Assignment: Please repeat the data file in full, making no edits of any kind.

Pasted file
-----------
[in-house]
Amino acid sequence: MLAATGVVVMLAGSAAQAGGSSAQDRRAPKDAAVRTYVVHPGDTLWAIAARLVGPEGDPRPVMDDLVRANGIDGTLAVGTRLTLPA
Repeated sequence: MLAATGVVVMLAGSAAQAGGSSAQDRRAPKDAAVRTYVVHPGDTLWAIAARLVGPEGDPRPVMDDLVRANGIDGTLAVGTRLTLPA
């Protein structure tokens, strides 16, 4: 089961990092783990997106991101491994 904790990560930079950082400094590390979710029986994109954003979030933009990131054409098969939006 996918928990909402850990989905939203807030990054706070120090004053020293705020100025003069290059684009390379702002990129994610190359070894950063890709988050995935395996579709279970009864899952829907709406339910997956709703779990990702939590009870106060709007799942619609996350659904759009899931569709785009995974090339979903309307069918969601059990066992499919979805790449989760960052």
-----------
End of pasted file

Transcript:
[in-house]
Amino acid sequence: MLAATGVVVMLAGSAAQAGGSSAQDRRAPKDAAVRTYVVHPGDTLWAIAARLVGPEGDPRPVMDDLVRANGIDGTLAVGTRLTLPA
Repeated sequence: MLAATGVVVMLAGSAAQAGGSSAQDRRAPKDAAVRTYVVHPGDTLWAIAARLVGPEGDPRPVMDDLVRANGIDGTLAVGTRLTLPA
């Protein structure tokens, strides 16, 4: 089961990092783990997106991101491994 904790990560930079950082400094590390979710029986994109954003979030933009990131054409098969939006 996918928990909402850990989905939203807030990054706070120090004053020293705020100025003069290059684009390379702002990129994610190359070894950063890709988050995935395996579709279970009864899952829907709406339910997956709703779990990702939590009870106060709007799942619609996350659904759009899931569709785009995974090339979903309307069918969601059990066992499919979805790449989760960052």